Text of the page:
Myth #10: My dog is dominant. He jumps on me, pulls on a leash, won’t let me clip his nails, lies on the couch, etc.
The term “dominant” has been abused severally, and it is used to explain every inappropriate action of dogs that the dog owners complain about. Sadly, even some dog trainers are also found guilty of this offense. The term “dominant” is not a character trait. Rather, it is used to describe a form of social relationship that exists between two or more people.
Against the popular belief, dogs can’t even consider exercising control over humans. Assuming a dog jumps on you, it did that simply because it is yet to be taught that such behavior is undesirable. In the same way, if the dog should pull on the leash, it is because it hasn’t learned that it is supposed to walk closely beside you.
What if your dog doesn’t like being groomed? It could be that it finds the clippers and brush scary, uncomfortable, or both. The point to take home from these situations is that if your dog acts in a way
you don’t like, dominance should be the last thing on your mind. Better still, why not try to take a closer look at your own actions and teach your dog the right behavior? Finally, do not forget to reward it whenever it does something right.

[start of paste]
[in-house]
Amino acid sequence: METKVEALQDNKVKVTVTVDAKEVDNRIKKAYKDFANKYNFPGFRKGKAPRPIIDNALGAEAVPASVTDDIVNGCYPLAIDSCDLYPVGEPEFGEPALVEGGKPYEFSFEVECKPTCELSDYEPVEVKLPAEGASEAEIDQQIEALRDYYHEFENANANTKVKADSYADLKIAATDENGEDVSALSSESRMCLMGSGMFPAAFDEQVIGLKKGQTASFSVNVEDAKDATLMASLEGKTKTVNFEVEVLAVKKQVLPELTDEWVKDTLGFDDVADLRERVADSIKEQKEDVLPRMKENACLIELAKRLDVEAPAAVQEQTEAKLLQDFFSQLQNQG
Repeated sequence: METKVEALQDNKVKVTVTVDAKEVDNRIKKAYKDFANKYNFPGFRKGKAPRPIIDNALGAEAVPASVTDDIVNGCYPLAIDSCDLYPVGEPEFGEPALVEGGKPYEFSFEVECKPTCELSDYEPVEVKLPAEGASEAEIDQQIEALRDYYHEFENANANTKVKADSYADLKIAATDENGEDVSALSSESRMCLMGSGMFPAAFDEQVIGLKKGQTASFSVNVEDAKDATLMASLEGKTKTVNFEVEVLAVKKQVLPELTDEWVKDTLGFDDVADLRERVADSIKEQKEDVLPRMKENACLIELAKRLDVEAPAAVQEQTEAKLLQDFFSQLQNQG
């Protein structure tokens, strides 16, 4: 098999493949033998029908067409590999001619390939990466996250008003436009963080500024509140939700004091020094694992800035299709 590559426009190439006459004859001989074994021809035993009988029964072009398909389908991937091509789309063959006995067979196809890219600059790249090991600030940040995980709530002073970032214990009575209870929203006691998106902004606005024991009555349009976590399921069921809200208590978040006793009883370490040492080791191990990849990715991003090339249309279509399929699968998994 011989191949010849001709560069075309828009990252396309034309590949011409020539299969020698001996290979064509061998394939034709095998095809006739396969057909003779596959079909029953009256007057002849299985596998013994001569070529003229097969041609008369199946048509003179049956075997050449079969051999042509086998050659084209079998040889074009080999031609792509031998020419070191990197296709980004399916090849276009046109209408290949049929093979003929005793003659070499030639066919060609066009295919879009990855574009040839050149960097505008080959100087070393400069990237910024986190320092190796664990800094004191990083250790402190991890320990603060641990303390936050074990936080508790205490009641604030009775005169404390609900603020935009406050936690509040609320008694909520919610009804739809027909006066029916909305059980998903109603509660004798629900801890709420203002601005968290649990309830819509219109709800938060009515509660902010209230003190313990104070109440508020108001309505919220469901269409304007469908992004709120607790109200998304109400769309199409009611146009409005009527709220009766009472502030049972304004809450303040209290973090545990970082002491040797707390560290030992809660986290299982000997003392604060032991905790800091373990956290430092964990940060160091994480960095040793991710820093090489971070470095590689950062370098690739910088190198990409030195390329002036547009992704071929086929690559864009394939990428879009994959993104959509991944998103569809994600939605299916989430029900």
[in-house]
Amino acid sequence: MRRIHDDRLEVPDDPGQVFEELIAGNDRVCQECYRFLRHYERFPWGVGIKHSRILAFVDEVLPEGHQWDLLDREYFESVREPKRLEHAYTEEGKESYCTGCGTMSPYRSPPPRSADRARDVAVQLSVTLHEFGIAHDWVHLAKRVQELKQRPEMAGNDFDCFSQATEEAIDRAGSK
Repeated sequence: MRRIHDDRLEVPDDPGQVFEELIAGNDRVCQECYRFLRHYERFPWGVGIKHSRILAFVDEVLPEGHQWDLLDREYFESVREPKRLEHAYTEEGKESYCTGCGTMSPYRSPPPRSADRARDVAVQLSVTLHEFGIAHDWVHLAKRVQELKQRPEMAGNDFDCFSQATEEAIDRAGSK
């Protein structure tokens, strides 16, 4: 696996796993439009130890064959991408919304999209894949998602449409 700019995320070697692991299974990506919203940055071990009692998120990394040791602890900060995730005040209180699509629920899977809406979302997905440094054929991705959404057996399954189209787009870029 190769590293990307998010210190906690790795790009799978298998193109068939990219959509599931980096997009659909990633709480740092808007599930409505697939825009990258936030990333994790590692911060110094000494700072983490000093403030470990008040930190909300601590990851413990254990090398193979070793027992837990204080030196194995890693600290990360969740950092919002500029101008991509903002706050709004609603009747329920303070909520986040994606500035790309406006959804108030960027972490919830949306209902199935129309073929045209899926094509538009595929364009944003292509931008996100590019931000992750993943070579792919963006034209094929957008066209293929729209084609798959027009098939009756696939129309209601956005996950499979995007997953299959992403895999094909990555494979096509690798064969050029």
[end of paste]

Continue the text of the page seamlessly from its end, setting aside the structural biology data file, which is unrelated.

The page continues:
Myth #11: My dog should please only me; therefore, he has to work for me. That is false.
The reality is that dogs do whatever they do because it is working well for them. In fact, humans should count themselves lucky to have such an amazing creature that enjoys being in our company and share part of our lives. However, we should bear in mind that such association is meant to be a mutual relationship; and dogs benefit from us through the food, shelter, affection, and time we share with them among other things.
Clearly, we can see that it is natural for them to act appreciatively. So when your dog does something impressive that makes you happy, you don’t need to be overly excited, assuming that your dog did what it did just because it wants to please you. They do what they do to make us happy because it’s when we are happy that they will be able to get their treats from us, or perhaps it could earn them a belly rub. If you belong to the school of thought that believes that there’s no need to reward a dog for good behavior, then you will end up with a dog that is difficult to train because your dog won’t be able to discern whether it has done something right or not.
Myth #12: An old dog can’t learn new tricks and will find it difficult to bond to you.
This manner of thinking has been around for a long time. “You cannot teach new tricks to an old dog.” Although clichés usually have an iota of truth to them, that does not apply in this instance. Dogs, like any other animal, can still be trained no matter their age.